XLAT/XLATB (Table Look-up Translation)

Opcodes

Opcode Instruction Op/En 64-Bit Mode Compat/Leg Mode Description
D7 XLAT m8 NP Valid Valid Set AL to memory byte DS:[(E)BX + unsigned AL].
D7 XLATB NP Valid Valid Set AL to memory byte DS:[(E)BX + unsigned AL].
REX.W + D7 XLATB NP Valid N.E. Set AL to memory byte [RBX + unsigned AL].

Instruction Operand Encoding

Op/En Operand 1 Operand 2 Operand 3 Operand 4
NP NA NA NA NA

Description

Locates a byte entry in a table in memory, using the contents of the AL register as a table index, then copies the contents of the table entry back into the AL register. The index in the AL register is treated as an unsigned integer. The XLAT and XLATB instructions get the base address of the table in memory from either the DS:EBX or the DS:BX registers (depending on the address-size attribute of the instruction, 32 or 16, respectively). (The DS segment may be overridden with a segment override prefix.)

At the assembly-code level, two forms of this instruction are allowed: the “explicit-operand” form and the “no-operand” form. The explicit-operand form (specified with the XLAT mnemonic) allows the base address of the table to be specified explicitly with a symbol. This explicit-operands form is provided to allow documentation; however, note that the documentation provided by this form can be misleading. That is, the symbol does not have to specify the correct base address. The base address is always specified by the DS:(E)BX registers, which must be loaded correctly before the XLAT instruction is executed.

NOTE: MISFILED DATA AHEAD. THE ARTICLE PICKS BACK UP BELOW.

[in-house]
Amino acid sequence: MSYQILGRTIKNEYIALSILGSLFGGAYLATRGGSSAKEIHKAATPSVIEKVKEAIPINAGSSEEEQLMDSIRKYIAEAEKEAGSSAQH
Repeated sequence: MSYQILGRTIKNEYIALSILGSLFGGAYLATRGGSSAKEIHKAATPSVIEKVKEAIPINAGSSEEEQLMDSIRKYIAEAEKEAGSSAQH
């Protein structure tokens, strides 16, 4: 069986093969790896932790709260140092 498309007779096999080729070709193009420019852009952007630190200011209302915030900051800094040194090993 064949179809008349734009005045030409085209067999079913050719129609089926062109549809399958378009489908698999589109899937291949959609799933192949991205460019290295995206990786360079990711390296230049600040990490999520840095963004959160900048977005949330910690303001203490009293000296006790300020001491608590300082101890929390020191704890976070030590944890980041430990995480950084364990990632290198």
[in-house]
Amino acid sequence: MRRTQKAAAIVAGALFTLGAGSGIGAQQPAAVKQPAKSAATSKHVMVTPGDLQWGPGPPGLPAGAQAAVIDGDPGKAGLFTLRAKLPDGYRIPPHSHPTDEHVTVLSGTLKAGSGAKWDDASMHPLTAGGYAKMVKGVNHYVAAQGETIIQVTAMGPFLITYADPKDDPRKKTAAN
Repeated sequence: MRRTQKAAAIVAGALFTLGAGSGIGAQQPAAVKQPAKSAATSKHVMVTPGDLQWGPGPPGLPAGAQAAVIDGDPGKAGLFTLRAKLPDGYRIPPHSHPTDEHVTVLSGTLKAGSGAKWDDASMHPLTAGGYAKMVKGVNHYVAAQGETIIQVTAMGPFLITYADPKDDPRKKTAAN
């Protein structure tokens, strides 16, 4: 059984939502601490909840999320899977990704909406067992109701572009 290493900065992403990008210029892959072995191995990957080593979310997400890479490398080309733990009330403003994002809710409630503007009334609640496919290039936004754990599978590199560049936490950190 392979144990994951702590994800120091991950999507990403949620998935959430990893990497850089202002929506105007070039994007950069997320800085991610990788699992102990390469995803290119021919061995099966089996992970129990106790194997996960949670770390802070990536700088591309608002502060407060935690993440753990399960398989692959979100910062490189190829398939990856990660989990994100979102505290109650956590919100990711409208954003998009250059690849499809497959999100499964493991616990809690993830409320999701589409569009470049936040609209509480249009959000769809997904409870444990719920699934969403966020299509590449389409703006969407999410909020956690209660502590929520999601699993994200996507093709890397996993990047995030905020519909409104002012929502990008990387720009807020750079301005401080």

The no-operands form (XLATB) provides a “short form” of the XLAT instructions. Here also the processor assumes that the DS:(E)BX registers contain the base address of the table.

In 64-bit mode, operation is similar to that in legacy or compatibility mode. AL is used to specify the table index (the operand size is fixed at 8 bits). RBX, however, is used to specify the table’s base address. See the summary chart at the beginning of this section for encoding data and limits.

Operation

IF AddressSize = 16
    THEN
         AL ← (DS:BX + ZeroExtend(AL));
    ELSE IF (AddressSize = 32)
         AL ← (DS:EBX + ZeroExtend(AL)); FI;
    ELSE (AddressSize = 64)
         AL ← (RBX + ZeroExtend(AL));
FI;

Flags Affected

None.

Protected Mode Exceptions

#GP(0) If a memory operand effective address is outside the CS, DS, ES, FS, or GS segment limit. If the DS, ES, FS, or GS register contains a NULL segment selector.
#SS(0) If a memory operand effective address is outside the SS segment limit.
#PF(fault-code) If a page fault occurs.
#UD If the LOCK prefix is used.

Real-Address Mode Exceptions

#GP If a memory operand effective address is outside the CS, DS, ES, FS, or GS segment limit.
#SS If a memory operand effective address is outside the SS segment limit.
#UD If the LOCK prefix is used.

Virtual-8086 Mode Exceptions

#GP(0) If a memory operand effective address is outside the CS, DS, ES, FS, or GS segment limit.
#SS(0) If a memory operand effective address is outside the SS segment limit.
#PF(fault-code) If a page fault occurs.
#UD If the LOCK prefix is used.

Compatibility Mode Exceptions

Same exceptions as in protected mode.

64-Bit Mode Exceptions

#SS(0) If a memory address referencing the SS segment is in a non-canonical form.
#GP(0) If the memory address is in a non-canonical form.
#PF(fault-code) If a page fault occurs.
#UD If the LOCK prefix is used.